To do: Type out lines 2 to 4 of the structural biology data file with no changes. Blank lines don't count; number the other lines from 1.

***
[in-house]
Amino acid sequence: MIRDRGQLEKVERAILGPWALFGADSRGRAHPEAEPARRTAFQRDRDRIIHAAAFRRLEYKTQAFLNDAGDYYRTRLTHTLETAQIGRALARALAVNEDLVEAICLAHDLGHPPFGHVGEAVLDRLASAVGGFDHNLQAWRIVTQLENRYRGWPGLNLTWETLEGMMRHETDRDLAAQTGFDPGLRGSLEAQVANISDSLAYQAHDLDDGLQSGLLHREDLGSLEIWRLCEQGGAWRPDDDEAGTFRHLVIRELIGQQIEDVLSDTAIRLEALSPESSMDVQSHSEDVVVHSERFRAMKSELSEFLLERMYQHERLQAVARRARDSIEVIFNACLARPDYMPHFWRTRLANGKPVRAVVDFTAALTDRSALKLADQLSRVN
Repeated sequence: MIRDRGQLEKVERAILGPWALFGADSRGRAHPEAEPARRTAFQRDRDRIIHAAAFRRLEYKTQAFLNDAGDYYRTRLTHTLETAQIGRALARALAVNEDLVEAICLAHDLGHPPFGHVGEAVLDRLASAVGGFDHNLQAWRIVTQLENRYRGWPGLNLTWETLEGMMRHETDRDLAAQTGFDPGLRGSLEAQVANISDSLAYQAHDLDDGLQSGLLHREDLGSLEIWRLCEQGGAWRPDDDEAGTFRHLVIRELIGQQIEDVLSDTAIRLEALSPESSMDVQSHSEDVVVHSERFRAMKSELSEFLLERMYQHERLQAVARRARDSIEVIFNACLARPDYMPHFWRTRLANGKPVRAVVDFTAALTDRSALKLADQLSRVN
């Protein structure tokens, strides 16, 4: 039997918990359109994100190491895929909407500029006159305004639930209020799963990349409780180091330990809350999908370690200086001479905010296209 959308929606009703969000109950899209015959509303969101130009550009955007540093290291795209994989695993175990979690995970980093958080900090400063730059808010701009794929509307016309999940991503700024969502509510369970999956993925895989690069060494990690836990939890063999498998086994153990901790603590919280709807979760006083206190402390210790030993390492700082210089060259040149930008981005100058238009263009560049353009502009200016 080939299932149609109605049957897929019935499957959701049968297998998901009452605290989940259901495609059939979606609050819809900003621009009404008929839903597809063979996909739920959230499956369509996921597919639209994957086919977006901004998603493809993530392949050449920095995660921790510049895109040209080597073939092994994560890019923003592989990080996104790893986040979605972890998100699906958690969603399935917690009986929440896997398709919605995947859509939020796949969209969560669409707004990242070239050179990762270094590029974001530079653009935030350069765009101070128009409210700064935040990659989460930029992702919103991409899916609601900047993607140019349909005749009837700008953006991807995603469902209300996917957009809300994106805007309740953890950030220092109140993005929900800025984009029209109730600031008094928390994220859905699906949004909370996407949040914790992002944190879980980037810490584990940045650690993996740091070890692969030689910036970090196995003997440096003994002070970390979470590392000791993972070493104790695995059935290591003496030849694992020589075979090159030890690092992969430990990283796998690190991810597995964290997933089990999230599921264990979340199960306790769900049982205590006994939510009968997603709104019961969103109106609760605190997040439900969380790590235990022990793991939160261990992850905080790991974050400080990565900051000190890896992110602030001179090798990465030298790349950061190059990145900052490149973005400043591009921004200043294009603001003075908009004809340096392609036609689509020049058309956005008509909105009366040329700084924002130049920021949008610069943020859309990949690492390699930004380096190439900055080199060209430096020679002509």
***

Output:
Amino acid sequence: MIRDRGQLEKVERAILGPWALFGADSRGRAHPEAEPARRTAFQRDRDRIIHAAAFRRLEYKTQAFLNDAGDYYRTRLTHTLETAQIGRALARALAVNEDLVEAICLAHDLGHPPFGHVGEAVLDRLASAVGGFDHNLQAWRIVTQLENRYRGWPGLNLTWETLEGMMRHETDRDLAAQTGFDPGLRGSLEAQVANISDSLAYQAHDLDDGLQSGLLHREDLGSLEIWRLCEQGGAWRPDDDEAGTFRHLVIRELIGQQIEDVLSDTAIRLEALSPESSMDVQSHSEDVVVHSERFRAMKSELSEFLLERMYQHERLQAVARRARDSIEVIFNACLARPDYMPHFWRTRLANGKPVRAVVDFTAALTDRSALKLADQLSRVN
Repeated sequence: MIRDRGQLEKVERAILGPWALFGADSRGRAHPEAEPARRTAFQRDRDRIIHAAAFRRLEYKTQAFLNDAGDYYRTRLTHTLETAQIGRALARALAVNEDLVEAICLAHDLGHPPFGHVGEAVLDRLASAVGGFDHNLQAWRIVTQLENRYRGWPGLNLTWETLEGMMRHETDRDLAAQTGFDPGLRGSLEAQVANISDSLAYQAHDLDDGLQSGLLHREDLGSLEIWRLCEQGGAWRPDDDEAGTFRHLVIRELIGQQIEDVLSDTAIRLEALSPESSMDVQSHSEDVVVHSERFRAMKSELSEFLLERMYQHERLQAVARRARDSIEVIFNACLARPDYMPHFWRTRLANGKPVRAVVDFTAALTDRSALKLADQLSRVN
């Protein structure tokens, strides 16, 4: 039997918990359109994100190491895929909407500029006159305004639930209020799963990349409780180091330990809350999908370690200086001479905010296209 959308929606009703969000109950899209015959509303969101130009550009955007540093290291795209994989695993175990979690995970980093958080900090400063730059808010701009794929509307016309999940991503700024969502509510369970999956993925895989690069060494990690836990939890063999498998086994153990901790603590919280709807979760006083206190402390210790030993390492700082210089060259040149930008981005100058238009263009560049353009502009200016 080939299932149609109605049957897929019935499957959701049968297998998901009452605290989940259901495609059939979606609050819809900003621009009404008929839903597809063979996909739920959230499956369509996921597919639209994957086919977006901004998603493809993530392949050449920095995660921790510049895109040209080597073939092994994560890019923003592989990080996104790893986040979605972890998100699906958690969603399935917690009986929440896997398709919605995947859509939020796949969209969560669409707004990242070239050179990762270094590029974001530079653009935030350069765009101070128009409210700064935040990659989460930029992702919103991409899916609601900047993607140019349909005749009837700008953006991807995603469902209300996917957009809300994106805007309740953890950030220092109140993005929900800025984009029209109730600031008094928390994220859905699906949004909370996407949040914790992002944190879980980037810490584990940045650690993996740091070890692969030689910036970090196995003997440096003994002070970390979470590392000791993972070493104790695995059935290591003496030849694992020589075979090159030890690092992969430990990283796998690190991810597995964290997933089990999230599921264990979340199960306790769900049982205590006994939510009968997603709104019961969103109106609760605190997040439900969380790590235990022990793991939160261990992850905080790991974050400080990565900051000190890896992110602030001179090798990465030298790349950061190059990145900052490149973005400043591009921004200043294009603001003075908009004809340096392609036609689509020049058309956005008509909105009366040329700084924002130049920021949008610069943020859309990949690492390699930004380096190439900055080199060209430096020679002509």